It’s also unsurprising that the US has used the opportunity to announce that it is giving a new $100m aid package to Turkey, its NATO ally. US secretary of state Antony Blinken is currently on a visit to Turkey. He is expected to talk about military deals – namely, the fact that fascistic Turkey wants to buy F16 fighter jets off the US.

But to those directly affected on the ground in Turkey and in Syria, it’s blatantly clear that money being donated for earthquake relief isn’t reaching them. The Canary recently reported on how areas of Syria aren’t getting aid. In Afrin, which is occupied by Turkey, the situation is especially dire. The Canary‘s Tom Anderson wrote:

The catastrophic impacts of the earthquake for people in Afrin will certainly be made worse by the effects of the five year long occupation of the region by the Turkish state backed Syrian National Army (SNA).

Meanwhile, Fikret Ebdelo, an official in Shahba canton in Aleppo, has stated that:

In Afrin, many people have been in rubble for more than a week and no humanitarian aid is allowed to be sent to the city. The Turkish state did not allow people to send humanitarian aid to the earthquake victims. It rejected the humanitarian aid sent by the Autonomous Administration [of Rojava] and did not allow the people to receive this humanitarian aid on time.

Ebdelo went on to say that the Syrian government has also blocked aid to the Shahba region. The area hosts thousands of people who have been displaced from Afrin due to the Turkish occupation. She said:

Shahba is also badly affected by the earthquake; many people have lost their lives and many houses have collapsed. Sovereign states always develop their policies according to their own interests. Since the first day of the earthquake, the Autonomous Administration of North and East Syria [Rojava] has been sending humanitarian aid and relief supplies to the Shahba canton affected by the earthquake; however, the Syrian government has been blocking the transfer of this aid.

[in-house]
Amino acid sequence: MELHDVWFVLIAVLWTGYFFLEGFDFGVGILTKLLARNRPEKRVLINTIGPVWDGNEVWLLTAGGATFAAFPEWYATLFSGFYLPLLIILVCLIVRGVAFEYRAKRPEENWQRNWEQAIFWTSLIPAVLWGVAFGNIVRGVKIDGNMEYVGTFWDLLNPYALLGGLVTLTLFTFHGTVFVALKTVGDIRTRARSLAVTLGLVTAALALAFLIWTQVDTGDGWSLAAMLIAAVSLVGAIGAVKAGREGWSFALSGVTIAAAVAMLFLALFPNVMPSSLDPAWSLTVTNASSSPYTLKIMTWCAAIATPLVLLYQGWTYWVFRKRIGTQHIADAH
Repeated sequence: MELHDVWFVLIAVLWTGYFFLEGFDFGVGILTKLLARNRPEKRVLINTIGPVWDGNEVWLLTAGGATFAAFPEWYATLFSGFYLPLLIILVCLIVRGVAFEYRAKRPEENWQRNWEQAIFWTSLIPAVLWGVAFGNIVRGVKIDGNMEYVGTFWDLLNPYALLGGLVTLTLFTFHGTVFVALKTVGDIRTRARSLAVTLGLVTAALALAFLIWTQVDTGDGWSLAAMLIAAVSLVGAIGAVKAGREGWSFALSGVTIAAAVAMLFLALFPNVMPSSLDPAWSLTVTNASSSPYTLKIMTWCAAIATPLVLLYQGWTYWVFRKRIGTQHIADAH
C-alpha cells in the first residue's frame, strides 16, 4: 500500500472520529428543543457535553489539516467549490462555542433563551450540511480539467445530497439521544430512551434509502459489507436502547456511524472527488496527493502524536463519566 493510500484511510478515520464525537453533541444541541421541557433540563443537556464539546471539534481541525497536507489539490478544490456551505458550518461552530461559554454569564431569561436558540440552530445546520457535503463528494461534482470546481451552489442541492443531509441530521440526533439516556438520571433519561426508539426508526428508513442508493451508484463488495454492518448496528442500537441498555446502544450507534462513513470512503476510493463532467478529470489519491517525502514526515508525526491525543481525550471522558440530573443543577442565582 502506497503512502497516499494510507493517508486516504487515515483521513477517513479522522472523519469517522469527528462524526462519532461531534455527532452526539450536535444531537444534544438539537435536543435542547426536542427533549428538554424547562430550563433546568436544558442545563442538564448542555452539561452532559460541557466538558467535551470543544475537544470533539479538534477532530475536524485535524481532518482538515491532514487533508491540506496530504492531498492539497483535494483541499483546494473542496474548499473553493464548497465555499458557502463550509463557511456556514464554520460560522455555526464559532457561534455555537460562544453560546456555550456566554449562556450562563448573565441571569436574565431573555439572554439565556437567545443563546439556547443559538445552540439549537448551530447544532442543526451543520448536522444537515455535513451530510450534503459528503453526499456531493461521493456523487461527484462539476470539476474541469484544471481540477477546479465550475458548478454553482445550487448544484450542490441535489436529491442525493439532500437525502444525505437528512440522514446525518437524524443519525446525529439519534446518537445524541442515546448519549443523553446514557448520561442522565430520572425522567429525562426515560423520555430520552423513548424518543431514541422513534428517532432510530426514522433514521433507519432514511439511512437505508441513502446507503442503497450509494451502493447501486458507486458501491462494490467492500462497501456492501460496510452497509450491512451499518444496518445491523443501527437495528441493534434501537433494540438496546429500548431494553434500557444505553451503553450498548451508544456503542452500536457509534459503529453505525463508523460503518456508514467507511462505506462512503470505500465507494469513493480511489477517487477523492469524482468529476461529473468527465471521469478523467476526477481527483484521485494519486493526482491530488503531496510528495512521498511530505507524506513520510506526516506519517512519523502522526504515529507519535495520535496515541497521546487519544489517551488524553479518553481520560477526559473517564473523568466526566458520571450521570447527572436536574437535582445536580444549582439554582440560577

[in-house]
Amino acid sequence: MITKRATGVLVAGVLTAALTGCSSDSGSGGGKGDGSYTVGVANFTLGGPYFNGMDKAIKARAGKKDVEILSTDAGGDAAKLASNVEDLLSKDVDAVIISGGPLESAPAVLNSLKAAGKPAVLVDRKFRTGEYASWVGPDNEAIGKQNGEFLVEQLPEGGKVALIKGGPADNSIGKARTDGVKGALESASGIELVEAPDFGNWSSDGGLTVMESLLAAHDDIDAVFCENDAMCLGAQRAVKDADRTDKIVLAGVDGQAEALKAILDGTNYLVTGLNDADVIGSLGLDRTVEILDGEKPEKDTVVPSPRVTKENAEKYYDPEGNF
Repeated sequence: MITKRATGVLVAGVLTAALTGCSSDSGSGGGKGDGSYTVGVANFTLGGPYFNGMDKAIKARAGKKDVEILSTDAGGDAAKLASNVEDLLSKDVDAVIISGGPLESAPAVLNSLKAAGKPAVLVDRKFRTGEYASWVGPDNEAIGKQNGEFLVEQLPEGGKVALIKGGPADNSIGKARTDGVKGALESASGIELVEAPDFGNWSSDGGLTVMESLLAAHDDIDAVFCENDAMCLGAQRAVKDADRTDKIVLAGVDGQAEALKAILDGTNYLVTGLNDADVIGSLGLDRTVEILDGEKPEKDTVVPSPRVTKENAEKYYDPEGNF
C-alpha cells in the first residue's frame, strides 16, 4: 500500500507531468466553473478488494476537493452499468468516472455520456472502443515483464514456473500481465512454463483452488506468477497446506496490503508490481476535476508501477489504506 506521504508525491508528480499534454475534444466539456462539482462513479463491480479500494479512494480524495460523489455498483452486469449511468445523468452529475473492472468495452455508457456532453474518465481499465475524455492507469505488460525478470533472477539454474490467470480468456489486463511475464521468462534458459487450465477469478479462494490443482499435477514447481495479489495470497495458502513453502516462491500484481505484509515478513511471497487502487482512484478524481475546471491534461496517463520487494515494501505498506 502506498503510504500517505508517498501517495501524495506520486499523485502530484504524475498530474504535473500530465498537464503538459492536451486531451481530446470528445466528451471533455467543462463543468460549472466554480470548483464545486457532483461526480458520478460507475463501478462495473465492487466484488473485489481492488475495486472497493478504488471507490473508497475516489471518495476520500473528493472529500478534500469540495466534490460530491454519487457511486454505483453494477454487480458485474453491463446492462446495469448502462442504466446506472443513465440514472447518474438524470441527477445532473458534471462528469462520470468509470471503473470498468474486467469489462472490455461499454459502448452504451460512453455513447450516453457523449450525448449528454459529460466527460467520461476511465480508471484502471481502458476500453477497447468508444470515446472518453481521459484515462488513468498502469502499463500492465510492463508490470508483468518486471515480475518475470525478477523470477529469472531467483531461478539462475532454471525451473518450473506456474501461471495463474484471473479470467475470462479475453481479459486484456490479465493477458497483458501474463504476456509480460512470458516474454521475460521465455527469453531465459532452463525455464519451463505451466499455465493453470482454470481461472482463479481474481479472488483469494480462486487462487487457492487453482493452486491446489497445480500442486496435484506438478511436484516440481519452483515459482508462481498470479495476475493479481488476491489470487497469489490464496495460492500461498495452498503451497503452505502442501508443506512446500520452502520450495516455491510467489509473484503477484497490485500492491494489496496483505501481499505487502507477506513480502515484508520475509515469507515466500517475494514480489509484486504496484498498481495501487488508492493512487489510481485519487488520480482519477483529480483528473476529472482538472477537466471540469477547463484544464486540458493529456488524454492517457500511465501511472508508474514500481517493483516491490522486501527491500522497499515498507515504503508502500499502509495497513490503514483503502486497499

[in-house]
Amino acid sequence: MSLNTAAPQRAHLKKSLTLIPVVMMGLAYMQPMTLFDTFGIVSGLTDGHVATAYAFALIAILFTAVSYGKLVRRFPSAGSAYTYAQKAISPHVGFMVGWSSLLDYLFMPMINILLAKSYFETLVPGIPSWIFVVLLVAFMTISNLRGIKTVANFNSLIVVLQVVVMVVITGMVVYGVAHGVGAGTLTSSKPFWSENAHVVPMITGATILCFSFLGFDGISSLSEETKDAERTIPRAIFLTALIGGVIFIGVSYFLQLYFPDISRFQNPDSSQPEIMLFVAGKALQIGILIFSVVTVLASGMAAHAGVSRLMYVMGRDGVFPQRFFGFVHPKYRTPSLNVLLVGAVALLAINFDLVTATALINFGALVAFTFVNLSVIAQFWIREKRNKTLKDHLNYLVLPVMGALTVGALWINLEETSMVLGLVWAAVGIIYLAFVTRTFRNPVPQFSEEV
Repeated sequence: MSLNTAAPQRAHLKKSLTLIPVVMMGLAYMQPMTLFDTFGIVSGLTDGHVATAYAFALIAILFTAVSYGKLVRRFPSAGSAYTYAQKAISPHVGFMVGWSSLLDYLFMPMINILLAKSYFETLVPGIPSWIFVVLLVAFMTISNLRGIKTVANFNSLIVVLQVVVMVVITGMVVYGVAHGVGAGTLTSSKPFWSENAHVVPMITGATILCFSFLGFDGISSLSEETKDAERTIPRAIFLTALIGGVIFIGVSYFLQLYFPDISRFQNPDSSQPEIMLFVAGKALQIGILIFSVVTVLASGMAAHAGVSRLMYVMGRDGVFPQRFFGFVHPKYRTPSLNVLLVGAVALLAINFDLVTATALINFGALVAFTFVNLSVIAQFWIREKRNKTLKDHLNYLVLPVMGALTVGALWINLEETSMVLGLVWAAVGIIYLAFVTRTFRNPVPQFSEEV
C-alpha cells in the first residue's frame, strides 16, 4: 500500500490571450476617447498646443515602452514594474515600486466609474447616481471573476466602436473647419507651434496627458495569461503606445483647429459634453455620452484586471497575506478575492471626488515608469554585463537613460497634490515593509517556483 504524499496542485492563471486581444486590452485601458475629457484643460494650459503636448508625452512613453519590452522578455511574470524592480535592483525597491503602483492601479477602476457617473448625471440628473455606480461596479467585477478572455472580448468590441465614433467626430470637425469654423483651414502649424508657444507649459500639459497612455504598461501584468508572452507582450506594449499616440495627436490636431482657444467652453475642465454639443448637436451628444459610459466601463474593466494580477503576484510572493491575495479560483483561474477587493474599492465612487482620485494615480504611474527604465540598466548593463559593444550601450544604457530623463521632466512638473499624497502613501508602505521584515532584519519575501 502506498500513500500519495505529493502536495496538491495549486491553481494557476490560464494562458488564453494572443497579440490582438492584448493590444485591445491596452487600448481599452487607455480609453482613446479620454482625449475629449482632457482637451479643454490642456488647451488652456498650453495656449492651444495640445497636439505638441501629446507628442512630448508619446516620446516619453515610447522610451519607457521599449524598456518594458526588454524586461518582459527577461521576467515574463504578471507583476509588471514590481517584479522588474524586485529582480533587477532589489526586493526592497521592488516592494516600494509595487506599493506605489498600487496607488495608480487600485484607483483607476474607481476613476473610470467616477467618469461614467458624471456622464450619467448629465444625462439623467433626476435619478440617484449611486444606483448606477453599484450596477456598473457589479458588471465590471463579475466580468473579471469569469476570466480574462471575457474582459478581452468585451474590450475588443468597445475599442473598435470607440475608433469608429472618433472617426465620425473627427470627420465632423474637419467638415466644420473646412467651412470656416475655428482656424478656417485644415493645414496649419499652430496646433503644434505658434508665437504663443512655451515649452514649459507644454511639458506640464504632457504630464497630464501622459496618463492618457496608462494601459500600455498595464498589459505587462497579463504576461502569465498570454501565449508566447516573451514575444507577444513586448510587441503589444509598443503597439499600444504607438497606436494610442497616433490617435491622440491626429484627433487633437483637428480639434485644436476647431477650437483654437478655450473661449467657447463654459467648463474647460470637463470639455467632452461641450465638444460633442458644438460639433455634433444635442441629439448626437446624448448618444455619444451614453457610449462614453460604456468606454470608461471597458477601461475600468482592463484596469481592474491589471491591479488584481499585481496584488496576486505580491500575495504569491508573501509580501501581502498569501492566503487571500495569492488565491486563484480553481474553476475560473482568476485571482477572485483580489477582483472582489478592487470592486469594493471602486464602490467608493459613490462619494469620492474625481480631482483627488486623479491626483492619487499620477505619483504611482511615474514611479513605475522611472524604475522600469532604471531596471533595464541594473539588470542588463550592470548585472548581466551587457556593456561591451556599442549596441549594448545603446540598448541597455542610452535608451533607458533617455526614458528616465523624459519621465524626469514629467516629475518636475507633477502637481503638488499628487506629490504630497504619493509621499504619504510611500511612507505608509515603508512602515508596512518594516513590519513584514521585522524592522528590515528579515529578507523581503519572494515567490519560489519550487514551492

Make your donations to Turkey and Syria count

Erdoğan will, no doubt, be using the earthquake to convince his country that he’s capable of uniting his nation. He will also use the disaster to improve his strained relations with his NATO allies. But for citizens who have been displaced, or whose loved ones have perished under buildings, this event is yet another example of just how dangerous Erdoğan and his government really are.

Of course, money is still desperately needed to help with the rescue operations in the region. Comrades are asking that you think carefully before donating to those mainstream organisations that are appealing for your cash. Instead, they ask you to donate to Heyva Sor – the Kurdish Red Crescent – which has spent years on the frontline of the Syrian civil war. You can donate here.

Featured image via JINHA women’s news agency